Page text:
Now these patients were not actually confused and many of them weren’t incontinent, on a breathing machine, unable to get out of bed, etc., even temporarily. If they were, they might, like the young person with quadriplegia, adapt. But they were in the hospital with a serious enough illness that they could die. Presumably they knew that (though this is not clear from the article). And what is striking is that none of them had any limitations on life-sustaining treatment documented in their medical record. It’s unlikely anybody had spoken to them about which of the treatments they were getting or they might get could in fact leave them with exactly the condition they indicated in the interview they wanted most to avoid.

The possibility that there really are no atheists in foxholes has to be taken seriously. Maybe most people will change their minds about what treatments are tolerable to them if they are sufficiently close to death. The best we can do is to ask people about preferences who do understand something both about the state they may find themselves in and the nature of the treatment being proposed. That means we should do the asking when people already are old, sick, and debilitated, not when they are young and healthy.

August 01, 2016

The Emperor Has No Clothes

I’ve been studying Medicare’s new Hospital Compare website. Lots of people have complained about this particular ranking, which gives only 102 hospitals in the country five stars, some of them fairly obscure institutions. I’ve argued in the past that rankings are often misleading, that institutions try to game the system, and that they are often based on measuring the wrong things. But I was curious about how Boston area hospitals, hospitals that I’m familiar with, actually performed. I was particularly interested in how they compared to other hospitals in the country in those domains that Medicare chose to examine. The bottom line is that they didn’t do very well.

Not a single hospital earned five stars. The only major teaching hospital to earn four stars was Massachusetts General Hospital (MGH). And I was curious about its weaknesses: CMS reports two, in readmissions rates and in the timeliness of care. Now I’ve suggested that there may be an irreducible minimum readmission rate—the frailest, sickest patients are going to get sick again, no matter what kind of care they get either in the hospital or after they return home. The only way they aren’t going to be readmitted is if they are offered, and agree to, care exclusively at home (for example, home hospice). And unless we provide more ways that the frailest and sickest can get care at home (aside from hospice, for which not all will be eligible and not all those who are eligible will elect), and unless we discuss their goals of care and how best to achieve them, they are going to return to the hospital when they get sick again. Which they will. But it’s nonetheless striking that MGH—and every single other major teaching hospital in Boston—did worse than the national average in readmissions. That's not a problem with hitting an irreducible minimum. That's a problem achieving the achievable.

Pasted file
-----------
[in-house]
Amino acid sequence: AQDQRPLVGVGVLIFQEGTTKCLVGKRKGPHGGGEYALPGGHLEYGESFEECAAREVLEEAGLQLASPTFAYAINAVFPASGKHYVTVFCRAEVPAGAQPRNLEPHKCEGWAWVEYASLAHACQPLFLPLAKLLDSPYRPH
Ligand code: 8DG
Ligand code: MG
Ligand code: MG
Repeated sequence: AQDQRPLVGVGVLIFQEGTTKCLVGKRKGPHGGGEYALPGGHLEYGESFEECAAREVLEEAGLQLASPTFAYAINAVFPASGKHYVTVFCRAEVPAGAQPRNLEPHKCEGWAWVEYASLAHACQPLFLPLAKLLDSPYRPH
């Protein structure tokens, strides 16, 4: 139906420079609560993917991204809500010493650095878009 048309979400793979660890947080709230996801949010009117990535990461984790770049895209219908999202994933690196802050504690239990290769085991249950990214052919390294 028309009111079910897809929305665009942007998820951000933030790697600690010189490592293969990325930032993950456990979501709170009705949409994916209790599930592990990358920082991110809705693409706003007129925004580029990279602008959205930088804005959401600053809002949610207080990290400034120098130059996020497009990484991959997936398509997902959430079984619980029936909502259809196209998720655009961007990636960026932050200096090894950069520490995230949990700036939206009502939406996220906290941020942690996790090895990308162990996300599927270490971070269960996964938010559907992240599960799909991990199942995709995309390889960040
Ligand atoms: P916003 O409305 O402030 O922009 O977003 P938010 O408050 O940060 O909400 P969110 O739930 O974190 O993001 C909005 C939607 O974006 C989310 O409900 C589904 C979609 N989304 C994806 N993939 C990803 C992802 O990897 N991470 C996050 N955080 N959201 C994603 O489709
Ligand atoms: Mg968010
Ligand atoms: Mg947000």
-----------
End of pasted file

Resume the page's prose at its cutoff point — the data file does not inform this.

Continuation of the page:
MGH’s other Achilles heel, timeliness of care, was also a problem for all the other leading Boston hospitals. Both these deficiencies suggest that the hospitals are not doing a good job of working with primary care doctors and community agencies to coordinate care, to make sure that whatever needs to get done is in fact done. That's a problem for geriatric care.

The other two principal teaching hospitals of Harvard Medical School, the Beth Israel Deaconess Medical Center (BIDMC) and the Brigham and Women’s Hospital (BWH), only managed to get three stars each. In addition to problems with readmissions and timeliness of care, they had assorted other difficulties. BIDMC’s “effectiveness” was on par with the national average, but no better. It did not demonstrate the efficient use of medical imaging. And BWH was below the national average in effectiveness and in safety. That’s disturbing.

The major teaching hospital of Boston University, the Boston Medical Center, also got three stars. It was the only large hospital that did worse than the national average in the domain of the "patient's experience," or how patients rated their stay. The principal teaching hospital of Tufts University, New England Medical Center, only got two stars, with problems in safety, readmissions, timeliness of care, and the efficient use of imaging. Not very impressive.

Two community hospitals, Faulkner and Newton Wellesley (both in the Partners orbit, the hospital system that owns MGH and BWH) got four stars. This result is a bit perplexing as Newton Wellesley, for example, was actually at (not above) the national average in safety, readmission, effectiveness of care and efficient use of imaging, and below the national average in timeliness. Evidently a bunch of B’s and only one C is deemed worse than a bunch of A’s and two C’s. The process of lumping all these measures together to get one final grade seems to me to lead to a misleading conclusion.

So I still don’t think it’s reasonable to conclude very much from the conglomeration that goes into coming up with a single rating. But I do think that observing that every single hospital in the Boston area was below the national average in at least one area and most of them, including the most prestigious institutions, were below the national average in several, is sobering. The areas Medicare chose to focus on are important for quality. There is no good reason for Boston institutions to have more difficulty with any of these measures than the national average. Boston, shape up!